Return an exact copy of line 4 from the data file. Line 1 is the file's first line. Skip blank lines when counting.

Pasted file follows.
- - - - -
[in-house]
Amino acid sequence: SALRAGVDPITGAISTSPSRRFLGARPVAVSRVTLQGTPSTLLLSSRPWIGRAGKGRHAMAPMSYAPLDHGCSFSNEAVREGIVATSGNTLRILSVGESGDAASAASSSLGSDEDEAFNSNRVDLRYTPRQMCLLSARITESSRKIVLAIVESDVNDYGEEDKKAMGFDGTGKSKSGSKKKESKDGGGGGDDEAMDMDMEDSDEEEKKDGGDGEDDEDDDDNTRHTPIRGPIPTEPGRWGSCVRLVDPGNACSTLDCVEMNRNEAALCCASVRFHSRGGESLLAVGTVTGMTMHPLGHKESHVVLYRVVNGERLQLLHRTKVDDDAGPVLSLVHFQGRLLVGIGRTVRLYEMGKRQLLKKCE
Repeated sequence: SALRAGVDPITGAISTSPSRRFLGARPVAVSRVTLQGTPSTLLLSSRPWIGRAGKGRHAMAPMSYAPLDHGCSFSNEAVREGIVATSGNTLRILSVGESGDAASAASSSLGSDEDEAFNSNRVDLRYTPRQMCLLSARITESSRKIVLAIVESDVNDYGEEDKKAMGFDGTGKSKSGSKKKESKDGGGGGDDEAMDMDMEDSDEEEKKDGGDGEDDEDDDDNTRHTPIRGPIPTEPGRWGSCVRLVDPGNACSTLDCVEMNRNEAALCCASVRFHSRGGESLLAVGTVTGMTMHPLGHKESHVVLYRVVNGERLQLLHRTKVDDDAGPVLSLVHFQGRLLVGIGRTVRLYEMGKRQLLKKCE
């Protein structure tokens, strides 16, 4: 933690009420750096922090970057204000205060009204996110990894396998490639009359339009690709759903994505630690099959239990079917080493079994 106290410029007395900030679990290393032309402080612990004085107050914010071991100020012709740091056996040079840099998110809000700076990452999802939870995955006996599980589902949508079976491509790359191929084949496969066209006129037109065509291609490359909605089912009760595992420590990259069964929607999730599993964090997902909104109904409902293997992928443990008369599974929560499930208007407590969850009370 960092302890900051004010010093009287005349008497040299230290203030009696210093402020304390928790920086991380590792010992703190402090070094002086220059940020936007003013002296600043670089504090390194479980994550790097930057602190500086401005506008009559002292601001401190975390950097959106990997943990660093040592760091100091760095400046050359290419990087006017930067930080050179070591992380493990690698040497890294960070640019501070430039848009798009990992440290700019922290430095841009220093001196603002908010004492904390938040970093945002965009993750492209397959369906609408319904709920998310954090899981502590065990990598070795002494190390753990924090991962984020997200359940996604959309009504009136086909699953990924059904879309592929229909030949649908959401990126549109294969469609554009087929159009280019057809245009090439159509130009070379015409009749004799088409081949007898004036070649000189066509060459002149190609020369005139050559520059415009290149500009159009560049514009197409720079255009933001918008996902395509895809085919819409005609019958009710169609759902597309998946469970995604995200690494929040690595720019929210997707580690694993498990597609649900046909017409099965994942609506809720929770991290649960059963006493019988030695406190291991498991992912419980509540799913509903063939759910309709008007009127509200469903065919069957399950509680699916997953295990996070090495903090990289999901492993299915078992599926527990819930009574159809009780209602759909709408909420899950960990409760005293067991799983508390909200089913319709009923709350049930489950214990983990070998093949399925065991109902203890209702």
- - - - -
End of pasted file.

């Protein structure tokens, strides 16, 4: 933690009420750096922090970057204000205060009204996110990894396998490639009359339009690709759903994505630690099959239990079917080493079994 106290410029007395900030679990290393032309402080612990004085107050914010071991100020012709740091056996040079840099998110809000700076990452999802939870995955006996599980589902949508079976491509790359191929084949496969066209006129037109065509291609490359909605089912009760595992420590990259069964929607999730599993964090997902909104109904409902293997992928443990008369599974929560499930208007407590969850009370 960092302890900051004010010093009287005349008497040299230290203030009696210093402020304390928790920086991380590792010992703190402090070094002086220059940020936007003013002296600043670089504090390194479980994550790097930057602190500086401005506008009559002292601001401190975390950097959106990997943990660093040592760091100091760095400046050359290419990087006017930067930080050179070591992380493990690698040497890294960070640019501070430039848009798009990992440290700019922290430095841009220093001196603002908010004492904390938040970093945002965009993750492209397959369906609408319904709920998310954090899981502590065990990598070795002494190390753990924090991962984020997200359940996604959309009504009136086909699953990924059904879309592929229909030949649908959401990126549109294969469609554009087929159009280019057809245009090439159509130009070379015409009749004799088409081949007898004036070649000189066509060459002149190609020369005139050559520059415009290149500009159009560049514009197409720079255009933001918008996902395509895809085919819409005609019958009710169609759902597309998946469970995604995200690494929040690595720019929210997707580690694993498990597609649900046909017409099965994942609506809720929770991290649960059963006493019988030695406190291991498991992912419980509540799913509903063939759910309709008007009127509200469903065919069957399950509680699916997953295990996070090495903090990289999901492993299915078992599926527990819930009574159809009780209602759909709408909420899950960990409760005293067991799983508390909200089913319709009923709350049930489950214990983990070998093949399925065991109902203890209702």